Every cuisine has a cutlet. Be it veal, chicken or lamb - these sublime breadcrumb-ed simple delights are something that will always be adored for their quick preparation and their wholesome homey quality. In Pakistan surprisingly (as it's such a meaty cuisine usually!) the 'Aloo Tiki', or the Spicy Potato cutlet is something that is more versatile than just a crumb fried piece of quick food - not only are these veggie, they can not only be eaten alone, with rice but can be made into a kind of a sandwich which mimics a Pakistani street food snack called 'Bun Kebab' - which is exactly what it says, a burger bun, warmed in a little butter, topped with a ground coriander leaf, mint and green chilli added and a tamarind and jaggery one as well, topped with onions, cucumber and tomatoes and eaten in bout 2 minutes flat!
This version is my own where I mix sweet potato and regular potato to create a nutty sweet flavour which is very popular with kids and grown-ups alike! —Sumayya Usmani
about 6 - 8
large potatoes, peeled, boiled and mashed
2 - 3
large Orange flesh sweet potatoes, peeled, boiled and mashed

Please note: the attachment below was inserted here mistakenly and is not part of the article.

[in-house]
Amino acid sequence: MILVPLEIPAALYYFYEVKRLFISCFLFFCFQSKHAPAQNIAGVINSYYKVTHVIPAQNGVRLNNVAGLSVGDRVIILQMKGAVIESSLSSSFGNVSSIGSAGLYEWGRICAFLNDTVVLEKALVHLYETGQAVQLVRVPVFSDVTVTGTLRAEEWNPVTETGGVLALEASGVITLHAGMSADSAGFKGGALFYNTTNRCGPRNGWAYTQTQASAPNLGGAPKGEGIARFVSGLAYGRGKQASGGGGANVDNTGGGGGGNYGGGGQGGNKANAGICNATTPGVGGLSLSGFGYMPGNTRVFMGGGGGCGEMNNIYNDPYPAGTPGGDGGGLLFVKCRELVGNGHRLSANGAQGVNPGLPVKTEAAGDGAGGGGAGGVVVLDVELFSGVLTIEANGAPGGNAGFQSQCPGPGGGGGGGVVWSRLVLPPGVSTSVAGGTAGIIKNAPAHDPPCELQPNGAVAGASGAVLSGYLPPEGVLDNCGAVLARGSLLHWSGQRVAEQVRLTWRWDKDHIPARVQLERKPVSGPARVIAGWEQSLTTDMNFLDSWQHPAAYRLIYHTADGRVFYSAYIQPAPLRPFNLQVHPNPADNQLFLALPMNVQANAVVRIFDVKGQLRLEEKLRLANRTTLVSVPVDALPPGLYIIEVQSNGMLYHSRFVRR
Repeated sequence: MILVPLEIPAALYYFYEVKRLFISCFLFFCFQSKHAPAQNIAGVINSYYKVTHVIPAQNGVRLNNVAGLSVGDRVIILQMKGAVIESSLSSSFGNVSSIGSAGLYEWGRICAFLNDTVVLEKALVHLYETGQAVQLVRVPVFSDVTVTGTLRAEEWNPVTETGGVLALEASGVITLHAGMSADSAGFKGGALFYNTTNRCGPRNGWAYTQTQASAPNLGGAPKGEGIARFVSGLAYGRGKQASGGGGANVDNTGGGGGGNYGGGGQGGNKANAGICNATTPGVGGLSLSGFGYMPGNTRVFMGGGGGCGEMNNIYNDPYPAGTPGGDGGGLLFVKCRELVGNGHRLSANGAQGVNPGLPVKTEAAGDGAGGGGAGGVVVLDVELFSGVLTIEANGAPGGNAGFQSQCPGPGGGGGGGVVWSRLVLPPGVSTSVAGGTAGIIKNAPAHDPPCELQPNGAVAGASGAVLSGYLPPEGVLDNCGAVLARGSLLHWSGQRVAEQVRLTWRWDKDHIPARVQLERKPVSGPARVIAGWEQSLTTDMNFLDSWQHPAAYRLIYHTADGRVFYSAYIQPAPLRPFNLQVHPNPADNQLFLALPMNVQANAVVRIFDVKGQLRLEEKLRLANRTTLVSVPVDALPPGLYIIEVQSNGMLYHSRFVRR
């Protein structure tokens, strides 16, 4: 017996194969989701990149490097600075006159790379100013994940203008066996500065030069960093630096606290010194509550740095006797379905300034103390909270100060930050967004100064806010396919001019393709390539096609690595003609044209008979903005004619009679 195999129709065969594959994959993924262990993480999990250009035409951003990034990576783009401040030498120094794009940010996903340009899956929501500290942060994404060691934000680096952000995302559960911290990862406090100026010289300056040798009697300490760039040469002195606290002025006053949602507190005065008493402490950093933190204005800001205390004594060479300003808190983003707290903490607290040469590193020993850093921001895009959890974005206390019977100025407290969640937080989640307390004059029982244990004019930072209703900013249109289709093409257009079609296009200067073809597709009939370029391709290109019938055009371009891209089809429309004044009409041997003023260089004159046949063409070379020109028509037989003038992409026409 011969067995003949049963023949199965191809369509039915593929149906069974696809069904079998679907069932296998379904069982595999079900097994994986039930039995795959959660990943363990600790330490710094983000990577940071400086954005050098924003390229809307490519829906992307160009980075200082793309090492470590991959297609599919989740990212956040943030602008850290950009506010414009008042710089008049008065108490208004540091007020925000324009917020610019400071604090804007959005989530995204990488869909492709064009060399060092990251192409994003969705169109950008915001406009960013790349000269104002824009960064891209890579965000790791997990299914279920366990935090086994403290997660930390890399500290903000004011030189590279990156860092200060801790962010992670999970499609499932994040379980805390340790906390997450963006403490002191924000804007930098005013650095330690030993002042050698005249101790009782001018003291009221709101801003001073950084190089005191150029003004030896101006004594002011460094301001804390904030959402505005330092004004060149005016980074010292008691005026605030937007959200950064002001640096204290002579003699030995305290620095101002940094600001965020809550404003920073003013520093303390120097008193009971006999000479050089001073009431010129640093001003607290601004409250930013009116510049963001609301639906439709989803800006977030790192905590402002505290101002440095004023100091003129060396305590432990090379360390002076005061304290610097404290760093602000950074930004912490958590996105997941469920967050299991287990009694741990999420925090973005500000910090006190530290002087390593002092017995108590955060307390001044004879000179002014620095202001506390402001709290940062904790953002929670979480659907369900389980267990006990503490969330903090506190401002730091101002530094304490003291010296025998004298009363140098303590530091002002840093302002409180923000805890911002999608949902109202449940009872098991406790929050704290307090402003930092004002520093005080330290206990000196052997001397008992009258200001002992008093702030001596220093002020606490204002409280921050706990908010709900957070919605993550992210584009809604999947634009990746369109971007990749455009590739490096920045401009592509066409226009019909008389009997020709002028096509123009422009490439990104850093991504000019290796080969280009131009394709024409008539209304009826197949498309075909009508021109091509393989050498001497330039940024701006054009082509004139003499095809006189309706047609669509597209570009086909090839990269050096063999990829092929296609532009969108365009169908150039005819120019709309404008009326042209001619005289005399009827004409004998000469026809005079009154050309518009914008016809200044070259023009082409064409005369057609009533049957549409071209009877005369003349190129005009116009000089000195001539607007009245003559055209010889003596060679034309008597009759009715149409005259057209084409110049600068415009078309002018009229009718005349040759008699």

whole cumin, dry roasted in a pan then crushed in a mortar and pestle
chopped mint leaves
chopped coriander leaves
tsp red chili powder (optional)
Salt to taste
egg, beaten to coat cutlets
Vegetable oil to fry
In This Recipe
Combine the two potato mash with all the spices, herbs and lemon juice. Take about 2 tbsp of the spiced mash and form into round balls and then flatten into the shape of a ‘cutlet’.
Heat a shallow pan on medium heat with a little vegetable oil. Dip the cutlets lightly into the beaten egg to aid in holding them together. Fry on either side till light brown and fragrant.
Enjoy immediately or can be kept refrigerated for up to 2 days.
Sumayya is a food writer and cookery teacher who grew up in Pakistan, but has now found home in Glasgow. Sumayya is passionate about sharing the flavours of her homeland with a view to highlight Pakistani cuisine as a distinct one. The author or two cookbooks: Summers Under The Tamarind Tree (Frances Lincoln) and Mountain Berries and Desert Spice (Frances Lincoln, out April 2017), her writing reminisces about food and memories growing up in Pakistan. She writes for many publications, appears on television, and co-presents BBC Kitchen Cafe weekly, on BBC Radio Scotland.